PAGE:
"...Consciousness tends to focus upon what we lack rather than what we possess. From the moment we are born we struggle to achieve the things we lack , or think we lack: food and drink, possessions, the esteem of other people, security, personal fulfilment. It is only when we are faced with some threat or crisis that we grasp how lucky we are, how much we already possess. Then, suddenly, consciousness ceases to focus upon what we still want and focuses upon what we already have...."--Colin Wilson
I remember when I was a freshman in high school I embarked on the writing of a Lord of the Rings inspired fantasy novel. My brother and I conceived the characters and story together, and we called it Goldfire. It was pretty much what you would expect such an effort to be; although in light of the flood of other such works that have come out since then ours was not too bad. It is one of many unfinished novels of mine, but the thing I remember most about slogging through the 500 some odd (some very odd) handwritten pages of Goldfire was the intense longing I had for a manual typewriter to help me in my efforts. I got a job at a local supermarket bagging groceries, and eventually saved up enough money and purchased the much anticipated typewriter. You would think I was in heaven. Well, I was. For about two days. Then I started thinking about how I really needed a good desk to work at. After much begging and wrangling I was able to talk my Mom into letting me use a dresser as my beloved desk. Then I needed a good light. Then a good workspace. There was always something else that I needed to acquire in able to become the successful author I so longed to be.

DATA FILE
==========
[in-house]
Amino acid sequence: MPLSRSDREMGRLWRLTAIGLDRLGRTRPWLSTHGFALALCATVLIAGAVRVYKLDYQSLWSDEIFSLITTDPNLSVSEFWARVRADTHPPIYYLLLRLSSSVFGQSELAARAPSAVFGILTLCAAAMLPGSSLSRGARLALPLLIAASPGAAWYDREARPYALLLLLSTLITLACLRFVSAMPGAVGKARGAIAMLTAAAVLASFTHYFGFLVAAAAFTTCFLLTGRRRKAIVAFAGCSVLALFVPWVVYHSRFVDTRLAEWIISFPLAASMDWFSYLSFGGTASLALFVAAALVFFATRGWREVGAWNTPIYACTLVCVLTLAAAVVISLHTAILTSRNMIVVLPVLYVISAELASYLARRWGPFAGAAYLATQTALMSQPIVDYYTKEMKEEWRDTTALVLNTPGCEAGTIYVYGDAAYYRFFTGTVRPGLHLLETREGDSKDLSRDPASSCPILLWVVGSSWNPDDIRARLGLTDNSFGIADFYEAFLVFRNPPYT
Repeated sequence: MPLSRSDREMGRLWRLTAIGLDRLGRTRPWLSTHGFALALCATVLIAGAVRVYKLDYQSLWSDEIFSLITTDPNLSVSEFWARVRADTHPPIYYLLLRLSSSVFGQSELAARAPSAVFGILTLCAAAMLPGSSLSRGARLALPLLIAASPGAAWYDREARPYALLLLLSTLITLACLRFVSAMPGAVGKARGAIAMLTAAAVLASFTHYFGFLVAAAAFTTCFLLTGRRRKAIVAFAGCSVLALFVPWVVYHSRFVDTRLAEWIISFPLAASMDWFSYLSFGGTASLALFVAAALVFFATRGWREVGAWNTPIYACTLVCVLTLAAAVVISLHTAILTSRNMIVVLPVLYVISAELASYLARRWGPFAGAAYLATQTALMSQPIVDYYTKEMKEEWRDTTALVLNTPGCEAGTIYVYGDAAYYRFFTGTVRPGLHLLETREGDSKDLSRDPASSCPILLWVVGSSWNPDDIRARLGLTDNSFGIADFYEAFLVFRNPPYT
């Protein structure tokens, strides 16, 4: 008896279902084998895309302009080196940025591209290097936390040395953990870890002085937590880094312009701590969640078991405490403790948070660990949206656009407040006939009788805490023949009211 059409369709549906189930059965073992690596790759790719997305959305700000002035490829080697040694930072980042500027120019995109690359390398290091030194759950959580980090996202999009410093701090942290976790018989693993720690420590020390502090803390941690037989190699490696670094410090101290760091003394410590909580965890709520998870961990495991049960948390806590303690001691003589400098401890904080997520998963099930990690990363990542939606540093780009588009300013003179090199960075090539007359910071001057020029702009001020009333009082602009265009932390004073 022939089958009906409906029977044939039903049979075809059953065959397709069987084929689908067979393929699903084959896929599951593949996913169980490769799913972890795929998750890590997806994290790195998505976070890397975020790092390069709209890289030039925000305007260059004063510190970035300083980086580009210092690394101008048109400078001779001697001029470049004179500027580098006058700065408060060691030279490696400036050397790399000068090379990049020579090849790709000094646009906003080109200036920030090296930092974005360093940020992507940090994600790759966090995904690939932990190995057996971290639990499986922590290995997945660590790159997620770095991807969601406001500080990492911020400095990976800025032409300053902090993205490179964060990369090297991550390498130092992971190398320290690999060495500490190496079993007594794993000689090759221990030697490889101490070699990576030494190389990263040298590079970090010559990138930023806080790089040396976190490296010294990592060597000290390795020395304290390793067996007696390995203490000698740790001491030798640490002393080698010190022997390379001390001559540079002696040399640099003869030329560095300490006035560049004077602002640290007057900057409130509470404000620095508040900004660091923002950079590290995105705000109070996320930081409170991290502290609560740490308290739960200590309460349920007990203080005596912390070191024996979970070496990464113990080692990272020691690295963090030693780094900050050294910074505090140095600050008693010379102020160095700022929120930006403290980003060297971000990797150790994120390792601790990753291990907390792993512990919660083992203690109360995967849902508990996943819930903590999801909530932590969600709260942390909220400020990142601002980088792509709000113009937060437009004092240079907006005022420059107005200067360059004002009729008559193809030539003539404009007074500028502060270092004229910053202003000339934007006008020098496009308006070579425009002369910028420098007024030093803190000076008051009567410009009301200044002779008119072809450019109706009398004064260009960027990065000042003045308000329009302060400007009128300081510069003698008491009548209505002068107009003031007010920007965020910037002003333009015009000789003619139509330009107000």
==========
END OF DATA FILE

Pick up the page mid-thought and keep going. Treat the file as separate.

Well , my dissatisfaction kept me acquiring until I had everything I should need to do the job, but somewhere in the chase I lost the fire for Goldfire.
I realized then that no matter what I was able to acquire or achieve, I would always be unhappy, because I was more focused on doing the next thing, rather than making the most of what I actually had. I had unwittingly stumbled on the Buddha's Second Noble Truth, Samudaya , the origin of suffering is craving.
Certainly an argument can be made for the dynamism of consumption being the dynamo for effort, warding away stagnation; etc. After all, we must provide what we need to survive.
The moments that we are able to see what we do have, and we are able to count our blessings, are typically rare and usually a peak moment of bliss or produced by the threat of losing what we have.
I'm certainly not going to be a hypocrite about it. I haven't changed much since my Goldfire days. I just got through badgering the same brother that collaborated with me on the book into getting me a leaf blower ( that I had no money myself to purchase but just had to have) as a late Christmas present, and am already contemplating what I will just have to have next.
But I think almost everyone can agree that 2008 was a pretty rotten year overall. The economy is in a shambles, the globe is still inflamed in turmoil, etc. Today is New Year's Eve, and we are about to put this terrible year behind us, and at least embrace the perception that with a new year comes new opportunity. The truth is, of course, that every day is a new opportunity, but we, as a species, take this day to contemplate our lives and progress as a civilization.
There is no telling what we might be saying about 2009 at this time next year. For now, I think it is good to take stock of what we have, what is worth fighting to keep, and what we can afford to get rid of.
The main thing I could afford to get rid of is my desire for new stuff I cannot afford. Oh, and about 75 pounds...